Views of Solitude: Christiane Pflug
We come to the state of isolation from many directions, sometimes individually and sometimes as a group. In 2020 we find ourselves looking through windows to the world outside, day after indefinite day, as if caught in a painting by Christiane Pflug.
Pflug literally raised the act of looking through windows and doors to the outside world to an art form, and she used the same perspective many times to stoke rich feelings of isolation, of emptiness, of longing for something. Her paintings are unsettling, because isolation is often unsettling. Yet for some loners isolation is a favoured state, whereas most of us perhaps enjoy it in small doses. Who hasn’t wished for “a few minutes for myself” on a hectic day? Most of us choose how we see isolation, just as we choose what we see when we look through a Pflug window to the world outside.
Cottingham School in Winter I, in the collection of the National Gallery of Canada, was painted in 1968, nine years after the Berlin-born artist arrived in Toronto with her two young daughters (her husband Michael finished a medical internship in North Africa and joined them a year or so later). From inside their house in Toronto, the view looks over a tidy neighbourhood packed full of low buildings and high rises, parked cars and communication towers, with no human figure in sight. It could have been painted yesterday, and not 52 years ago, so current is the scene. Suddenly, most of us have unexpectedly become familiar with seeing usually bustling streets and parks and neighbourhoods now gone quiet.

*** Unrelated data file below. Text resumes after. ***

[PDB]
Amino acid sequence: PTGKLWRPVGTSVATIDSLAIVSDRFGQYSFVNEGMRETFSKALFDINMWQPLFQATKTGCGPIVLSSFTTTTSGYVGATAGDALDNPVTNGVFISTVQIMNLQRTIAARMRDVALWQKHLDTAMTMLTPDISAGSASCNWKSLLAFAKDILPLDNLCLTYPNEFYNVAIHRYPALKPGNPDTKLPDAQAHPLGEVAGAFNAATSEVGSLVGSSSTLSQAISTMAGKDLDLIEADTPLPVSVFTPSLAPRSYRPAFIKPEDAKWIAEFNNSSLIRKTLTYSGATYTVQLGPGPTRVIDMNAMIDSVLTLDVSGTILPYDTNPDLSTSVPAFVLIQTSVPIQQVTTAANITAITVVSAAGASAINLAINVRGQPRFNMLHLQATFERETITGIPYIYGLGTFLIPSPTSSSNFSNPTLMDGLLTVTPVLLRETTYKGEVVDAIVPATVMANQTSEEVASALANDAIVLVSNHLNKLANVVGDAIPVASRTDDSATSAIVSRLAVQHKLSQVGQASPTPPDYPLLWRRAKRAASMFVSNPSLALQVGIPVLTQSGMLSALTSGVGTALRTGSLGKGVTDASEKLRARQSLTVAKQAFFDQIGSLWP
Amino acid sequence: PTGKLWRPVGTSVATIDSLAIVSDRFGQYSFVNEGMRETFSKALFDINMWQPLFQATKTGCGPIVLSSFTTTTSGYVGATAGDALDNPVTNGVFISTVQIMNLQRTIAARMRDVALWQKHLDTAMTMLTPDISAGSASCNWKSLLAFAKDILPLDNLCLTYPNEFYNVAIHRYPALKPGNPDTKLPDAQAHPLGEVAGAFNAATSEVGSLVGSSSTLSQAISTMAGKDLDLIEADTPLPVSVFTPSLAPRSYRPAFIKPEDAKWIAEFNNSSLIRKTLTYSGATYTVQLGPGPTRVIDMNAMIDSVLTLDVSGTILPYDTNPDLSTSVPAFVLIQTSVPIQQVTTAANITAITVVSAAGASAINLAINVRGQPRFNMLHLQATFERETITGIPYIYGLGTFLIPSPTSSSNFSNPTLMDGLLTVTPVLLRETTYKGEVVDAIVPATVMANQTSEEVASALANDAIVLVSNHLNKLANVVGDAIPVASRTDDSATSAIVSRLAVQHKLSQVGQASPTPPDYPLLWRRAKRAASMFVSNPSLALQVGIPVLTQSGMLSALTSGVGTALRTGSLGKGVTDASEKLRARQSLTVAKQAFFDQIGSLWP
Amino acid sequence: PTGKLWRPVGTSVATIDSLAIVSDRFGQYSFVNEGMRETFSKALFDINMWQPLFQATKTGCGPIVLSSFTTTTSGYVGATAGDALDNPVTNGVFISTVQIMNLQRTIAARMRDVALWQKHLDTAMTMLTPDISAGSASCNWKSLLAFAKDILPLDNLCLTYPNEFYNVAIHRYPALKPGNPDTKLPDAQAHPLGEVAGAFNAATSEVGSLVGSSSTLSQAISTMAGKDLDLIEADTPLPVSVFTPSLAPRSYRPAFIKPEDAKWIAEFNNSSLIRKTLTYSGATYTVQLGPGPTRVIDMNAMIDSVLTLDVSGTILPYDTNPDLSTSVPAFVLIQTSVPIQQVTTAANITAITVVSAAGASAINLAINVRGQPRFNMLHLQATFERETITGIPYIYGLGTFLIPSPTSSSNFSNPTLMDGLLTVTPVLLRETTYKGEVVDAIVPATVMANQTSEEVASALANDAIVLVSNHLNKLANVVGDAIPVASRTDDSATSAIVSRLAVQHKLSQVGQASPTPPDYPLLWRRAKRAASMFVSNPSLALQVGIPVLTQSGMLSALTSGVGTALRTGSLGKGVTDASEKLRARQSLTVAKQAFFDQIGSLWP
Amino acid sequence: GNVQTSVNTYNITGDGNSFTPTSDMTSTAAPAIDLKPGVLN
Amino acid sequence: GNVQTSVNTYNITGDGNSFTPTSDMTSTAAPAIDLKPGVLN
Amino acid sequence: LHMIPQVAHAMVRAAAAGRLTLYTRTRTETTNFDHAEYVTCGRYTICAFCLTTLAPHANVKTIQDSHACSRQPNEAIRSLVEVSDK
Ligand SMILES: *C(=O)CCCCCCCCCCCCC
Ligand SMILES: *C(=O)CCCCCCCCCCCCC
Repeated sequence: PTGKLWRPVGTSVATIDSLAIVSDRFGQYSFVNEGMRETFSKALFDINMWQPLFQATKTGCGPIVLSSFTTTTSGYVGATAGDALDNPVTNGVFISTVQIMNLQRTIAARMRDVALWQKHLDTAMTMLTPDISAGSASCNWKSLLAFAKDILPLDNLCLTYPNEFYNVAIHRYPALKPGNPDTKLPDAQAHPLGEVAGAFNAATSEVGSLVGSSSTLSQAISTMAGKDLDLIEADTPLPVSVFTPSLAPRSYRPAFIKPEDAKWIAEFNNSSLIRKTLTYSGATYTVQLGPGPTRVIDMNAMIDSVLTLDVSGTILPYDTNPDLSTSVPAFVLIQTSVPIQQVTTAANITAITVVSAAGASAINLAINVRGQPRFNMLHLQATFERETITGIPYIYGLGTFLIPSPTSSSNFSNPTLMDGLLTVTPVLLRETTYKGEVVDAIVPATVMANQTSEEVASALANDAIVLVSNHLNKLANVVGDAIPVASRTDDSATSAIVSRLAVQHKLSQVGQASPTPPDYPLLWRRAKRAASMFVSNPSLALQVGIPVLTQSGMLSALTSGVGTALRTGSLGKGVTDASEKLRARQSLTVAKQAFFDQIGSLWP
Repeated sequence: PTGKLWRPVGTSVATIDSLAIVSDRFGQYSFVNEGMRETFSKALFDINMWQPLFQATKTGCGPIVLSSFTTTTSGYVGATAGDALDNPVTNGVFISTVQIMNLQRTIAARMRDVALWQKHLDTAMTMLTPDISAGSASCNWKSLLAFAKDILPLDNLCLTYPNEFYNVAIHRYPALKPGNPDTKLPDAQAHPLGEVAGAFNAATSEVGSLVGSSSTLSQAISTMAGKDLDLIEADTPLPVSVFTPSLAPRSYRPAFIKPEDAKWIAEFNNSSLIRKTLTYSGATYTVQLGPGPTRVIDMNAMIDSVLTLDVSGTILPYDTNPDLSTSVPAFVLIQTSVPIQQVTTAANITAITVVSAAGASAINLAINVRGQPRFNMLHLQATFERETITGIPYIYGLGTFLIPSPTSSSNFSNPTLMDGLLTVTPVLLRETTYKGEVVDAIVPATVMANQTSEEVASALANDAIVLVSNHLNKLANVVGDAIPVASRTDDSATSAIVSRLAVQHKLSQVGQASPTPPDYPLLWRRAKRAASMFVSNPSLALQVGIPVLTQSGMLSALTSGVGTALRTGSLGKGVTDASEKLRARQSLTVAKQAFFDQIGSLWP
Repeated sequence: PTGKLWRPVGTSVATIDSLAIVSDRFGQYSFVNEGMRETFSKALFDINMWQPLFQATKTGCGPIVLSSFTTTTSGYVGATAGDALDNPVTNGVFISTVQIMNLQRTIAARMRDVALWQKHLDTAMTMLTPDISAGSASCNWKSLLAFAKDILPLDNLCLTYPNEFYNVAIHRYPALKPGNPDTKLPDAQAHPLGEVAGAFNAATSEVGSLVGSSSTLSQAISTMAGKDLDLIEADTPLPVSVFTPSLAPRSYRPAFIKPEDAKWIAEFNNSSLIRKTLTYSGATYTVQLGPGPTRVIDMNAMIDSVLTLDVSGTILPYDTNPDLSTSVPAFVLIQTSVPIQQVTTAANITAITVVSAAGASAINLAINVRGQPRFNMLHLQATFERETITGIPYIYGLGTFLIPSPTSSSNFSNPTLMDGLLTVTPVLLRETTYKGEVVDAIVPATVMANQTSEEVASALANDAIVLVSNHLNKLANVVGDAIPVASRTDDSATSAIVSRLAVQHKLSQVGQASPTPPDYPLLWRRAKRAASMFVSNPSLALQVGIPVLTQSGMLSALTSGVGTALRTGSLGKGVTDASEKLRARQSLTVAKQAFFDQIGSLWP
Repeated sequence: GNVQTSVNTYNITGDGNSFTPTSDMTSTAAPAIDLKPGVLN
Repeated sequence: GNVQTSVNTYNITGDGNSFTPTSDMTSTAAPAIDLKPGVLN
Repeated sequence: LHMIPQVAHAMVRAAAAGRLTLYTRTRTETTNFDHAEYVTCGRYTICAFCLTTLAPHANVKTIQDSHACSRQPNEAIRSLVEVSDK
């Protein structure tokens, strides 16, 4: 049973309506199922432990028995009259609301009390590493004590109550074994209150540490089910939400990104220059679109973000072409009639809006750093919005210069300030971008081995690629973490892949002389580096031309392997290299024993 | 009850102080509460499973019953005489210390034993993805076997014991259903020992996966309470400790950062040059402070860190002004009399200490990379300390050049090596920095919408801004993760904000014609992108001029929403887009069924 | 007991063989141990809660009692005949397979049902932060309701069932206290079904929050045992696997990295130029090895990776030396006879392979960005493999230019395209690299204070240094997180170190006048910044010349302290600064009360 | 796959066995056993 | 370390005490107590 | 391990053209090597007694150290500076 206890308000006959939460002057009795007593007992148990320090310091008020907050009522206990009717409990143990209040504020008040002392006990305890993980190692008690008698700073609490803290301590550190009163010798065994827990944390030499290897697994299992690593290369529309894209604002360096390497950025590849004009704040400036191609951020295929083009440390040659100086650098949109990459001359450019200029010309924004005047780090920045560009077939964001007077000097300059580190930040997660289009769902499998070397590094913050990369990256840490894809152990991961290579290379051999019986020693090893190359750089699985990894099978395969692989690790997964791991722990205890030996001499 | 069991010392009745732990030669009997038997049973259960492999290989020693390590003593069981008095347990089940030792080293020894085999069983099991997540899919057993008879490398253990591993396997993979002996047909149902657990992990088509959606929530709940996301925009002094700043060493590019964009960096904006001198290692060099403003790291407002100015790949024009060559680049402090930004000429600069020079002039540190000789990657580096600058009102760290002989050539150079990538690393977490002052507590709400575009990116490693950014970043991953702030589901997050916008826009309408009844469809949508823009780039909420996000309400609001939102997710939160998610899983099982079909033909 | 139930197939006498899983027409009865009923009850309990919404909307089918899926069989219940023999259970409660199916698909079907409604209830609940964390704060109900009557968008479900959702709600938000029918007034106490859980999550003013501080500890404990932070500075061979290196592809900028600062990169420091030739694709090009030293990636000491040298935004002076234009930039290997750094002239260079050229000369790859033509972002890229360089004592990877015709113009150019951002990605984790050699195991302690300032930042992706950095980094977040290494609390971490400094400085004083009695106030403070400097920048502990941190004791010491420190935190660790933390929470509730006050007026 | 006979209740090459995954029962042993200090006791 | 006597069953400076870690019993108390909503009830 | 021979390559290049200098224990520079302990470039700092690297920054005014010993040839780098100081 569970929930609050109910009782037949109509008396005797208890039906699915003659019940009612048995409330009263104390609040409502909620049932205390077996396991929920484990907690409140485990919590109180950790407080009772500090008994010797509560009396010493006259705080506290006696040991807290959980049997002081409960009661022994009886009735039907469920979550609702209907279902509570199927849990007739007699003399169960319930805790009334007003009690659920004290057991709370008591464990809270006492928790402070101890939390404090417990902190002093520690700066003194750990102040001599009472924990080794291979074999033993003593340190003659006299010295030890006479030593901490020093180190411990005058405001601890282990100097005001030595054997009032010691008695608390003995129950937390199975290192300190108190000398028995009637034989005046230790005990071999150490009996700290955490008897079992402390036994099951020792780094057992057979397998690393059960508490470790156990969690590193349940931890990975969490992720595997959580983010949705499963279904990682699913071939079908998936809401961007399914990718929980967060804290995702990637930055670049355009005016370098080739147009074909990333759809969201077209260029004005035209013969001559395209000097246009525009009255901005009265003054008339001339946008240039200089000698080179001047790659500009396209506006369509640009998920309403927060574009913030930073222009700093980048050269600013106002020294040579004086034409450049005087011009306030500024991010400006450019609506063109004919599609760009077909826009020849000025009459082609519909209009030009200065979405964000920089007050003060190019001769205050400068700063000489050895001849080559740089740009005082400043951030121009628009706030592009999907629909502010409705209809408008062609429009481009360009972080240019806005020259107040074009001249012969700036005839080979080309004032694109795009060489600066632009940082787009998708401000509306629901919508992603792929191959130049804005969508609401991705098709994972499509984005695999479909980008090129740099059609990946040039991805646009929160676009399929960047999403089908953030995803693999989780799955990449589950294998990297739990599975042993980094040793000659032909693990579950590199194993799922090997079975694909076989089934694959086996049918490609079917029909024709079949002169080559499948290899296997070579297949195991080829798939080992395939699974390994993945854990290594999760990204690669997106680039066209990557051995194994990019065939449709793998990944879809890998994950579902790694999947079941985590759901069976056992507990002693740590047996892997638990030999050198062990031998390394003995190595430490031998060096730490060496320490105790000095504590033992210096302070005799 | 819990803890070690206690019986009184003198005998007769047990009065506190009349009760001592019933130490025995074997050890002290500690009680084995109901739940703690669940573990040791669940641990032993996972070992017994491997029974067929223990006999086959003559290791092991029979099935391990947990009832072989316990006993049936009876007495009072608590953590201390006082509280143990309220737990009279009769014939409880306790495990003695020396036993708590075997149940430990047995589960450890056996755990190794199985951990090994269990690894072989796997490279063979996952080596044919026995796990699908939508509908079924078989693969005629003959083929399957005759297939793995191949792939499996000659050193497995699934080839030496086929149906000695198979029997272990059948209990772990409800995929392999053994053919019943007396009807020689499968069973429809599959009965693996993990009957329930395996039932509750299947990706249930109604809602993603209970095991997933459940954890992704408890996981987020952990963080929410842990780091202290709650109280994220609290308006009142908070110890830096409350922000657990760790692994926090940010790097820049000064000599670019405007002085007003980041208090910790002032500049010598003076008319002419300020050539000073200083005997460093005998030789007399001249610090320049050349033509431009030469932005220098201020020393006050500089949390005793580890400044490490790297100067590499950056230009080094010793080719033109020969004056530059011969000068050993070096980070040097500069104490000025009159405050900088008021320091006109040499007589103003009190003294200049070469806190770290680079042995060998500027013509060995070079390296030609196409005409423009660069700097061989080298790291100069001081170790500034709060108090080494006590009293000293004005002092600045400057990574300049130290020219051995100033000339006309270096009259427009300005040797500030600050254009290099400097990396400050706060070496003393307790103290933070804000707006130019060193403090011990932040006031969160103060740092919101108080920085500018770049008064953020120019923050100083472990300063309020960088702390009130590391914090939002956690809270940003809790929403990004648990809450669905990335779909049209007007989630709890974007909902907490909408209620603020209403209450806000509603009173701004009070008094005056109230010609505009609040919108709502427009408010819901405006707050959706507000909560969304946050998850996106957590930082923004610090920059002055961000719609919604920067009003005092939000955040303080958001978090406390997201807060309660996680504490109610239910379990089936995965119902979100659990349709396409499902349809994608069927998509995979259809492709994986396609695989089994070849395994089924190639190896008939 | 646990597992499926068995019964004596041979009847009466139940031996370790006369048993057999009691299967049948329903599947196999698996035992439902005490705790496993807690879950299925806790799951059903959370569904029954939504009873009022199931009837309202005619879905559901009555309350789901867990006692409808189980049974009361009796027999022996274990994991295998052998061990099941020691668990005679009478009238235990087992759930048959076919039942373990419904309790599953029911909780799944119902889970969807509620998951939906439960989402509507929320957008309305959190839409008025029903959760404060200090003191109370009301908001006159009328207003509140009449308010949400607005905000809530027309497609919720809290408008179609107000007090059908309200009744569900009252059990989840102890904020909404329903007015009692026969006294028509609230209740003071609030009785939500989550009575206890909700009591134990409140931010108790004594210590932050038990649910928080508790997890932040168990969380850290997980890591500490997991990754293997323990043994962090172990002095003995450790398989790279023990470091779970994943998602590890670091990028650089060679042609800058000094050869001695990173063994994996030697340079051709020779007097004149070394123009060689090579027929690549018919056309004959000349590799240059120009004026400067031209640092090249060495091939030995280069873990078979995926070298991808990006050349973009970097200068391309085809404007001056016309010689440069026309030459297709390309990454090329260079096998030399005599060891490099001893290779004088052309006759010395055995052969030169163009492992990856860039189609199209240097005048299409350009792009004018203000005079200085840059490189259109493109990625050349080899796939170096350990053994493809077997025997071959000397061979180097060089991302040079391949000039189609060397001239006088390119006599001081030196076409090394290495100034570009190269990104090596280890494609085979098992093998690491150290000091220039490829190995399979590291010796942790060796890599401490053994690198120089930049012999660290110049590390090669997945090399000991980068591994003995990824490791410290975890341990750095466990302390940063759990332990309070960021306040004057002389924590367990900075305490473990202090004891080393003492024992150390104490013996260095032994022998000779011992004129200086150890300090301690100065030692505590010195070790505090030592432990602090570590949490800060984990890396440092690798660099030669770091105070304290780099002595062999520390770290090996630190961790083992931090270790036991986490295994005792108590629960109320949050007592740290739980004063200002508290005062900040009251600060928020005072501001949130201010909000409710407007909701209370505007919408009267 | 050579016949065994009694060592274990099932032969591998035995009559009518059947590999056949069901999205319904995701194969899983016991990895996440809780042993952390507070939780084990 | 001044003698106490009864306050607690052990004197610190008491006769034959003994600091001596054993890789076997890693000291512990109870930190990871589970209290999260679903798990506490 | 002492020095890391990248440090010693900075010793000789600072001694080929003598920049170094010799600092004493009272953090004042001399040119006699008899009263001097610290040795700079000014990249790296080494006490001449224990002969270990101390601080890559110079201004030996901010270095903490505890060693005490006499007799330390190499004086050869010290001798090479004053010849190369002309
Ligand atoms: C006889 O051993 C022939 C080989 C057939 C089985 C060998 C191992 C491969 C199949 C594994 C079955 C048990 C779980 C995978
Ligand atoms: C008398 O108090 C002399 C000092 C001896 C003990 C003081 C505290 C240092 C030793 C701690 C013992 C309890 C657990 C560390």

Pflug led a difficult life, yet one can see much brightness in her paintings: a Canadian flag flaps jauntily, a reminder both of warmer outdoor gatherings to come, and of the strength of Canadian unity as the nation comes together for the common good. The full parking lots hint of activity, of pupils in classrooms, and of adults working behind all those other windows in those other buildings, of people brought together purposely, and physically. Above all, a hazy blue sky seems to spread good cheer, despite it being a winter’s day.
Such a positive interpretation may not have surprised Pflug, who was methodical in her work. She took months to complete a painting and the process was so intense that she once wrote, “I’m beginning to understand Sisyphus better and better.” An artist so exacting must have considered every reaction by viewers, that despite the isolation that imbues her paintings, they will sometimes be seen and felt as quietly joyful, even serene.
In these times, Pflug’s art can speak even more eloquently to more people, as we all strive to cope with a degree of isolation we’ve not felt before. It is Pflug’s gift in these anxious days, to contemplate as we gaze out her window, longing to be out there in the world, and be together again.
For details of works by Christiane Pflug in the collection of the National Gallery of Canada, see the collection online. Share this article and subscribe to our newsletters to stay up-to-date on the latest articles, Gallery exhibitions, news and events, and to learn more about art in Canada.